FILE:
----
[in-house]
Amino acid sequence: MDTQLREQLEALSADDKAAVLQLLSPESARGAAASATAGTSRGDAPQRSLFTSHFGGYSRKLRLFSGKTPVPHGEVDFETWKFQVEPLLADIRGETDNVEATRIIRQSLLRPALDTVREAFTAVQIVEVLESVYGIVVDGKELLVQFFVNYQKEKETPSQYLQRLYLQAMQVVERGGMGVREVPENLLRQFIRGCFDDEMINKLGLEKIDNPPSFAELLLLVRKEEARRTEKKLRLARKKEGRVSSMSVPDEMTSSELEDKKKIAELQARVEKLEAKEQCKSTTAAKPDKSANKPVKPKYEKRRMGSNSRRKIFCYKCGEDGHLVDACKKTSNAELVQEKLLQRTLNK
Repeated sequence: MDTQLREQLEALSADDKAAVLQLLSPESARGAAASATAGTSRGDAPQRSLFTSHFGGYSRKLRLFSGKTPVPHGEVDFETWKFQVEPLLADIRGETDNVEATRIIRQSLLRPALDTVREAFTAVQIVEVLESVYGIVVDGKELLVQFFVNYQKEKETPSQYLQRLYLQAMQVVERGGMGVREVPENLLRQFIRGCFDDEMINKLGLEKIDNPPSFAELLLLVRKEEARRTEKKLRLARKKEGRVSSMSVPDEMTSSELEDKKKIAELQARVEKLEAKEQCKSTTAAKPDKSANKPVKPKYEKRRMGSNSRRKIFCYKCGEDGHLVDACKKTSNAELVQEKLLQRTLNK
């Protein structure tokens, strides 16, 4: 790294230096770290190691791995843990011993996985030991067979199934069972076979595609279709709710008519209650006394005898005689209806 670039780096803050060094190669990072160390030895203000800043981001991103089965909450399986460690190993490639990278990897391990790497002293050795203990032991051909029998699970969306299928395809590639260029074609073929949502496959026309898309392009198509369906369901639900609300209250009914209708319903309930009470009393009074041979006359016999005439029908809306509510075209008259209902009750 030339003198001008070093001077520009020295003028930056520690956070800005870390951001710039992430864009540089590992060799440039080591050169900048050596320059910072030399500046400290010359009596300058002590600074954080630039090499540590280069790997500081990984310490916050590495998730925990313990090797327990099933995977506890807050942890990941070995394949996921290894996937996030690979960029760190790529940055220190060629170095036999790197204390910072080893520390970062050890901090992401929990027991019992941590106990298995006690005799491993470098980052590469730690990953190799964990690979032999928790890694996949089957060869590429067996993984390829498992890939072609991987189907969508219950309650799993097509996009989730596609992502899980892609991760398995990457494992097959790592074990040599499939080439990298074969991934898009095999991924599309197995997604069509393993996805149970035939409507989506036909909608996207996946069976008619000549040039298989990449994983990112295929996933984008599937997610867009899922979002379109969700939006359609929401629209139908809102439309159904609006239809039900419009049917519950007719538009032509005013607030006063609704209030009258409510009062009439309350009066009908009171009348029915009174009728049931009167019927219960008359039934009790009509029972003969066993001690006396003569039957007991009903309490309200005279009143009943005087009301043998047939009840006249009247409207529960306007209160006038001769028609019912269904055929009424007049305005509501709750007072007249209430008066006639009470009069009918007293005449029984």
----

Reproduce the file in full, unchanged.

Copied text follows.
[in-house]
Amino acid sequence: MDTQLREQLEALSADDKAAVLQLLSPESARGAAASATAGTSRGDAPQRSLFTSHFGGYSRKLRLFSGKTPVPHGEVDFETWKFQVEPLLADIRGETDNVEATRIIRQSLLRPALDTVREAFTAVQIVEVLESVYGIVVDGKELLVQFFVNYQKEKETPSQYLQRLYLQAMQVVERGGMGVREVPENLLRQFIRGCFDDEMINKLGLEKIDNPPSFAELLLLVRKEEARRTEKKLRLARKKEGRVSSMSVPDEMTSSELEDKKKIAELQARVEKLEAKEQCKSTTAAKPDKSANKPVKPKYEKRRMGSNSRRKIFCYKCGEDGHLVDACKKTSNAELVQEKLLQRTLNK
Repeated sequence: MDTQLREQLEALSADDKAAVLQLLSPESARGAAASATAGTSRGDAPQRSLFTSHFGGYSRKLRLFSGKTPVPHGEVDFETWKFQVEPLLADIRGETDNVEATRIIRQSLLRPALDTVREAFTAVQIVEVLESVYGIVVDGKELLVQFFVNYQKEKETPSQYLQRLYLQAMQVVERGGMGVREVPENLLRQFIRGCFDDEMINKLGLEKIDNPPSFAELLLLVRKEEARRTEKKLRLARKKEGRVSSMSVPDEMTSSELEDKKKIAELQARVEKLEAKEQCKSTTAAKPDKSANKPVKPKYEKRRMGSNSRRKIFCYKCGEDGHLVDACKKTSNAELVQEKLLQRTLNK
């Protein structure tokens, strides 16, 4: 790294230096770290190691791995843990011993996985030991067979199934069972076979595609279709709710008519209650006394005898005689209806 670039780096803050060094190669990072160390030895203000800043981001991103089965909450399986460690190993490639990278990897391990790497002293050795203990032991051909029998699970969306299928395809590639260029074609073929949502496959026309898309392009198509369906369901639900609300209250009914209708319903309930009470009393009074041979006359016999005439029908809306509510075209008259209902009750 030339003198001008070093001077520009020295003028930056520690956070800005870390951001710039992430864009540089590992060799440039080591050169900048050596320059910072030399500046400290010359009596300058002590600074954080630039090499540590280069790997500081990984310490916050590495998730925990313990090797327990099933995977506890807050942890990941070995394949996921290894996937996030690979960029760190790529940055220190060629170095036999790197204390910072080893520390970062050890901090992401929990027991019992941590106990298995006690005799491993470098980052590469730690990953190799964990690979032999928790890694996949089957060869590429067996993984390829498992890939072609991987189907969508219950309650799993097509996009989730596609992502899980892609991760398995990457494992097959790592074990040599499939080439990298074969991934898009095999991924599309197995997604069509393993996805149970035939409507989506036909909608996207996946069976008619000549040039298989990449994983990112295929996933984008599937997610867009899922979002379109969700939006359609929401629209139908809102439309159904609006239809039900419009049917519950007719538009032509005013607030006063609704209030009258409510009062009439309350009066009908009171009348029915009174009728049931009167019927219960008359039934009790009509029972003969066993001690006396003569039957007991009903309490309200005279009143009943005087009301043998047939009840006249009247409207529960306007209160006038001769028609019912269904055929009424007049305005509501709750007072007249209430008066006639009470009069009918007293005449029984």